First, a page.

The DLF has initiated a criminal case against the individuals responsible for the violence towards the protestors as well as a civil case against the city of Durban, the mayor and city manager in particular. Sutcliffe and the Municipality have developed a reputation over the years for criminalizing politics outside of the official ruling channels. The result is a disturbing conflation between the local ANC and the state.

Abahlali baseMjondolo, an independent grassroots organisation, has been on the receiving end of state violence in Durban for years. Its members are often attacked. Infamously, in 2009, the Kennedy Road pogrom took place. Hundreds of Abahlali members were illegally expelled from the informal settlement leading to several violent deaths. The Durban municipality tried to control awareness of the assault by charging the victims. The case was thrown out of court earlier this year.

On the face of it, it seems that a UN Conference that amounts to a superficial stage-managed show of grappling with imminent environmental collapse without really committing anyone to anything, is happening in a city run by a municipality that pays thugs to attack legitimate protest.

How apt.


*All images © Kayla Roux and Jeanne Hefez.

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  1. Lizzy says:

    the violence and intimidation may have happened at the front of the march, but I was in the middle and overall found it to be pretty peaceful, and had no impact on most of the participants. whilst it is important to unpack the problems and discuss the issues around the event, this article tends towards sensationalism. maybe a peaceful march is just too boring?

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  2. Ben says:

    It happened at the back of the march which was separated from the middle. The point is sutclffe and paid people to break up the march.

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  3. Sarah says:

    I was also at the march. The behaviour of the agents in green was shocking, but its sad that the majority of media reports of Saturday have focussed on them. Guess that is exactly what they were aiming for.

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  4. SihleMthembu says:

    Its really unfortunate, KAK at its height

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  5. ngwenya says:

    Yes, I agree with Sarah. I was there too, running back and forth taking pics, and while I saw the lot in green on several occasions, I never saw anything but some robust exchanges and singing (not saying other things didn’t happen). The march was remarkably peaceful and relaxed, despite a rather large police and military presence – and one military honcho I asked admitted that, looking slightly chagrined. I think some of the uniforms are kinda itching for a fight, judging by other things I’ve seen and heard of.

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  6. Benjamin says:

    Although I did not specifically write about it here-busy working on another piece- am I the only one who thinks that the relative peacefulness of the rest of the march was deeply problematic? Hell this is the future of our species we are speaking about and just handed the fuckers some memos with some lukewarm applause and moved on to the official designated ‘occupy areas’. They should have been too terrified of the mob to show their sterile faces.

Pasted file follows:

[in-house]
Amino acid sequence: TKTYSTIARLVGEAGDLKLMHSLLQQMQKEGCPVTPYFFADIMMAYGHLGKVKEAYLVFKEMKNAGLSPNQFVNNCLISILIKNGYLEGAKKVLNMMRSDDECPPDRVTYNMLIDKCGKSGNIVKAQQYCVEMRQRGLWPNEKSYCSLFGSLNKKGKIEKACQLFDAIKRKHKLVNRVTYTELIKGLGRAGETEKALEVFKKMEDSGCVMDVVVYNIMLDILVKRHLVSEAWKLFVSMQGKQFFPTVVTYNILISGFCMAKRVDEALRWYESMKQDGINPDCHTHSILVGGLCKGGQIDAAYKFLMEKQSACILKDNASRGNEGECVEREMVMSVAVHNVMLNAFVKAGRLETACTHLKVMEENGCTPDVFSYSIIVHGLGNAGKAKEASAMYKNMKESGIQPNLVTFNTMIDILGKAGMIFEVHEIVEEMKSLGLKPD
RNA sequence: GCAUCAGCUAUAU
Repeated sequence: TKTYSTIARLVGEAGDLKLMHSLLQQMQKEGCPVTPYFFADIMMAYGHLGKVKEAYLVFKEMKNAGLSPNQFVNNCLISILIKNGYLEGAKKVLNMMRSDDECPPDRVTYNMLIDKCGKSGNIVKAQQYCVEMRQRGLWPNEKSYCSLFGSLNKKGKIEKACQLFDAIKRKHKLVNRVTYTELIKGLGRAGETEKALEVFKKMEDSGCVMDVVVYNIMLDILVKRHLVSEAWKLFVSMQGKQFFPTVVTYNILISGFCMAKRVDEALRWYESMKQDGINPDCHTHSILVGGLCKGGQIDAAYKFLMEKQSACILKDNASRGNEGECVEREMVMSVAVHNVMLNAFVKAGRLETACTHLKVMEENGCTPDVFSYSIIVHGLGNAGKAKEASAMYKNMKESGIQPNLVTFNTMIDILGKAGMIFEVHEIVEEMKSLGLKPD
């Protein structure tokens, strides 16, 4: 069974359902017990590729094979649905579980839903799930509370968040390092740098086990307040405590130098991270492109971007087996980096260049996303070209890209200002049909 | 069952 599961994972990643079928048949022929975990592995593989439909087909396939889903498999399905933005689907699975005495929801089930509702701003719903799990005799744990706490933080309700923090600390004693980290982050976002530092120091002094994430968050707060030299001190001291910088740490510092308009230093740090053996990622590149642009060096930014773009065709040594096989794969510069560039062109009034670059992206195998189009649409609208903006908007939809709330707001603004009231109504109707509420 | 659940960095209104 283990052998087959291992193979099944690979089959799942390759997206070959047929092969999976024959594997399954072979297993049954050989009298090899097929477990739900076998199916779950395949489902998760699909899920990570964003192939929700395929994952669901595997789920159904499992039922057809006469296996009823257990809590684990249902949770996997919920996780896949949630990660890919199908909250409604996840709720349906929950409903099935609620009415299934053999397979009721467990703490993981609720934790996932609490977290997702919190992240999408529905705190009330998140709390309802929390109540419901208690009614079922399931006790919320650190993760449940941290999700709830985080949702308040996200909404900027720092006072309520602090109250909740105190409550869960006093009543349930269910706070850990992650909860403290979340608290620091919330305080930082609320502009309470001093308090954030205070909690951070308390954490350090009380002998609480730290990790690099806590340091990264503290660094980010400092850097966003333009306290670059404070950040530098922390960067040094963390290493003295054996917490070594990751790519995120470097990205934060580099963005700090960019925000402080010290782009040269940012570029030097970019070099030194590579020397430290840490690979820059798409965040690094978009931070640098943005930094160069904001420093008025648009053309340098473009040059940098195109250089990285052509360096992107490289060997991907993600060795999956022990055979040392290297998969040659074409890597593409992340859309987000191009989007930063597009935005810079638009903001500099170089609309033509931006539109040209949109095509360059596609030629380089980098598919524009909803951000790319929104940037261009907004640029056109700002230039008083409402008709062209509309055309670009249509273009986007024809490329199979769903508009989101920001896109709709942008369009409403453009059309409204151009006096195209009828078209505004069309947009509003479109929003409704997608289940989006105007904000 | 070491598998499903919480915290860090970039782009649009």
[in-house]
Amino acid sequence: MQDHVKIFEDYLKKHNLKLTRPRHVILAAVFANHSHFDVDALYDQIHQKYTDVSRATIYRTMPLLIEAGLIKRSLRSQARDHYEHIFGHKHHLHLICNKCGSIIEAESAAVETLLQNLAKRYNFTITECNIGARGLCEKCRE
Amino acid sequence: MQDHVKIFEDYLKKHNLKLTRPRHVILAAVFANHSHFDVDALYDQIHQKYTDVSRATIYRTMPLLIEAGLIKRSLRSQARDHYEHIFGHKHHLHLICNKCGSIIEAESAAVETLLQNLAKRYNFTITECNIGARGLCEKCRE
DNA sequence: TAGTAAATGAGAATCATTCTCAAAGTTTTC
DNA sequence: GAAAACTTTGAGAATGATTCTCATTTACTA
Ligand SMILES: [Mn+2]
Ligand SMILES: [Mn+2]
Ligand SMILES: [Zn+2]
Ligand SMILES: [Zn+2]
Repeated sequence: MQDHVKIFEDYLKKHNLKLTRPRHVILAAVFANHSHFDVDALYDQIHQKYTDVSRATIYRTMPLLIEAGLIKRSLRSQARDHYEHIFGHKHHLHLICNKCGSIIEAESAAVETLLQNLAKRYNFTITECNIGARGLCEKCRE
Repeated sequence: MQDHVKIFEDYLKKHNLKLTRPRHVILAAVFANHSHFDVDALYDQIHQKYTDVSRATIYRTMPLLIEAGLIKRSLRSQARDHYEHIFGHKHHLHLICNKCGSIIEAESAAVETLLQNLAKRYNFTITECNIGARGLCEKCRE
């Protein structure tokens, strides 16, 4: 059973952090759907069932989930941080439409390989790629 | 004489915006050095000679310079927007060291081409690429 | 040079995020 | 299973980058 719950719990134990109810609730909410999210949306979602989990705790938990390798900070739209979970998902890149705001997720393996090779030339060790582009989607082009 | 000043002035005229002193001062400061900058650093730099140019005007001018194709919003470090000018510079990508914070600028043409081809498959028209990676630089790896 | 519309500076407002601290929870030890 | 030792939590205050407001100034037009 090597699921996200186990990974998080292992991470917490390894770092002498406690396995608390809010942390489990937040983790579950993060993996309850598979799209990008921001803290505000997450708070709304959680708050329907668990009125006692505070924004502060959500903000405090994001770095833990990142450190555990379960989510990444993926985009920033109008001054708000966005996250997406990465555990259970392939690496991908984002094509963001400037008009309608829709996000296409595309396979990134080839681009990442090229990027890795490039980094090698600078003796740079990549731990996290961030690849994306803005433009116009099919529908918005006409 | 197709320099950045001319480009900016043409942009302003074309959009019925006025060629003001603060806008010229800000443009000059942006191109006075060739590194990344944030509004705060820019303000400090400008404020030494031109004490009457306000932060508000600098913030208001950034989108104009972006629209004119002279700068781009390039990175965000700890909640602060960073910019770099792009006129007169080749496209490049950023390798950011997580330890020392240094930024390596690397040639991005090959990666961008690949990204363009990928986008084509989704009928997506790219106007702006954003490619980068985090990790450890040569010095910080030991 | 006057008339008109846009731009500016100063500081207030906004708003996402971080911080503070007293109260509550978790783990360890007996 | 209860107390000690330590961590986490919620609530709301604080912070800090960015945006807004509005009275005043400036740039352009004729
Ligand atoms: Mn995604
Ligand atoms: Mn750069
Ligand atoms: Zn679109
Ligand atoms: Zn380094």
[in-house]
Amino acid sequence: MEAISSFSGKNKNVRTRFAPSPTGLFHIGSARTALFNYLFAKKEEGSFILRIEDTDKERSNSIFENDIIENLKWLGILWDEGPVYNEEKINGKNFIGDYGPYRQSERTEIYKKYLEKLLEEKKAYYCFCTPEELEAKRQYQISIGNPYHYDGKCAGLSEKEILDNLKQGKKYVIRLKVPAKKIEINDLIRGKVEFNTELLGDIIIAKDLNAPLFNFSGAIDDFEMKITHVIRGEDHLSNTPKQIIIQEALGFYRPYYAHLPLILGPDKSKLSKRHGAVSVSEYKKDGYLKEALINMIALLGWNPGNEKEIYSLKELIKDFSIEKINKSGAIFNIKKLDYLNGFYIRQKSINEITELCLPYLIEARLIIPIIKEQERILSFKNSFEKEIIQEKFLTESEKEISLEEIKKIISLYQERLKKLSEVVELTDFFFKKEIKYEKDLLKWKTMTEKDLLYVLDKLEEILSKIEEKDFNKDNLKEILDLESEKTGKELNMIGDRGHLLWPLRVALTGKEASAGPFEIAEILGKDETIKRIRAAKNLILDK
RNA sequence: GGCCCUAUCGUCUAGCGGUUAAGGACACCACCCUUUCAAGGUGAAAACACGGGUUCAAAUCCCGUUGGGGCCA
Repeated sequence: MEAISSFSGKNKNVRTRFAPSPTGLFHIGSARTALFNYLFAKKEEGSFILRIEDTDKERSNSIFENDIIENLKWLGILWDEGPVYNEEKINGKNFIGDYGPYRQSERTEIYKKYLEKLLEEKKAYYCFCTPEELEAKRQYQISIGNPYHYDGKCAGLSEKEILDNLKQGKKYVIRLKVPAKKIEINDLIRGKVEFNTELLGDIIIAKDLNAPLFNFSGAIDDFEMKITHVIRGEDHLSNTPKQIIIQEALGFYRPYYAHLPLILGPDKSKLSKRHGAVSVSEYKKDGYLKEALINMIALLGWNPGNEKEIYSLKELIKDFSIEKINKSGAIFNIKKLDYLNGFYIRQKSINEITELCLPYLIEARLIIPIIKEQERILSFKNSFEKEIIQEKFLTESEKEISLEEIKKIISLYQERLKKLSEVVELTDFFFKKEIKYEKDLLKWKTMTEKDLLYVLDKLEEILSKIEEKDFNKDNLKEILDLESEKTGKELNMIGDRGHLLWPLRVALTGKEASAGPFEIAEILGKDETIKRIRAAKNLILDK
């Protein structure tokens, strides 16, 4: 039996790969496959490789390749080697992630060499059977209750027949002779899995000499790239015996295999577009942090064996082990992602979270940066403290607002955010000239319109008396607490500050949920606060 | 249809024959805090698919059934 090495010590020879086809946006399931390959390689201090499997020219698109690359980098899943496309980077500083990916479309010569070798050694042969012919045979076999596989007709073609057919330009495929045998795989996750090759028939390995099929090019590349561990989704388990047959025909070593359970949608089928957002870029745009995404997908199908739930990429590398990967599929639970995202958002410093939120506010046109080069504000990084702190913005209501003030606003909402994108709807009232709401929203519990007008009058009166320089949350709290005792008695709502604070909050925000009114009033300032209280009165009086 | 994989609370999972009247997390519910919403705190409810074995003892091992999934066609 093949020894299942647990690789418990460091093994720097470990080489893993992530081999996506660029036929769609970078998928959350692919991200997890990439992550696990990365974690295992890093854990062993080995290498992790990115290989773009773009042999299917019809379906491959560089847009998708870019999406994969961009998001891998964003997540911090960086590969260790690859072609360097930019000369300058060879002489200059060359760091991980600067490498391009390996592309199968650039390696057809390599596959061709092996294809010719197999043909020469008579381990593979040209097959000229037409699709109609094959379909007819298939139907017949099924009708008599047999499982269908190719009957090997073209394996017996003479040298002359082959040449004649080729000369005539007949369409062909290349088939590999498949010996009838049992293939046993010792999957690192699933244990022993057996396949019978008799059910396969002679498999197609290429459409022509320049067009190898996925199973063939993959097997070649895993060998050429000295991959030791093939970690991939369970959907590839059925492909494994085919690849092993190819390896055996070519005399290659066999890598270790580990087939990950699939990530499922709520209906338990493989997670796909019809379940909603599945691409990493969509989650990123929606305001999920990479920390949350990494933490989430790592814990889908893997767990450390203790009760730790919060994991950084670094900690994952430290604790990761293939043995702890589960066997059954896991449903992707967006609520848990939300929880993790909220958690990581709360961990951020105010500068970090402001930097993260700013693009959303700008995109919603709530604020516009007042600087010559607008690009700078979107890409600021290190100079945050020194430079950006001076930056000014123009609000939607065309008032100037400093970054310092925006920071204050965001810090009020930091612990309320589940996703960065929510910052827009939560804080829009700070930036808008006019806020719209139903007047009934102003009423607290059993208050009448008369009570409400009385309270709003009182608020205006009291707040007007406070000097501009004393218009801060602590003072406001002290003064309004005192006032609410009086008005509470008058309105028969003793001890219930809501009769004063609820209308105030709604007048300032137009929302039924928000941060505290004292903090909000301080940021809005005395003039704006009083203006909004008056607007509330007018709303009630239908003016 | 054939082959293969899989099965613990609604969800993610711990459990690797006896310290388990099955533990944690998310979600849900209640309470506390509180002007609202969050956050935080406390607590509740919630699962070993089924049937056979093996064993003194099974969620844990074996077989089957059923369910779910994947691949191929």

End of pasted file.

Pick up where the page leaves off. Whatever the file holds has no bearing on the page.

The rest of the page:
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  7. Lizzy says:

    @ Benjamin – yes, of course the whole climate negotiation situation is a mess, and the march did nothing to address this. BUT – if we had rioted and looted in the streets, been beaten and teargassed then detained and charged, it still would have had zero impact on the knobs making the decisions. plus there would have been a crazy amount of bad press, the rich would have bemoaned the revolting peasants, and reaffirmed their comfy positions in the world.
    the fact that we were peaceful says at least one thing: we can all unite under a basic concept, dispite very different agendas, and not act like angry children.
    perhaps lets try focus on that?

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  8. Benjamin says:

    I am not advocating ‘rioting and looting’, those don’t mean ‘militant’ tactics. I think we should have firstly told most of these NGOs to fuck off and taken our initiative, rather then being told where we can and cannot exercise our right to freedom of assembly. We should have never let our beloved minister and the women from the UN, get off with empty rhetoric and lukewarm applause. I think for example we should have occupied the expo center and refused to move. My own view is that the organizers/NGOS big honchos of the whole march had their own agenda which is part of a ritual which follows of every mega-event of this sort, which differs radically from what is needed. Plus the rich and the press can go fuck themselves, looks at all that’s happened over the last year, we are in the middle of a truly global revolt and I was hoping COP17 would be one of the front lines.

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  9. Lizzy says:

    Noted. as a climate conference, unfortunately it seems as though COP17 is a well-run flop, and the people making decisions are not even the right people. I reckon the way forward is probably localised climate action. but i’m hardly an expert.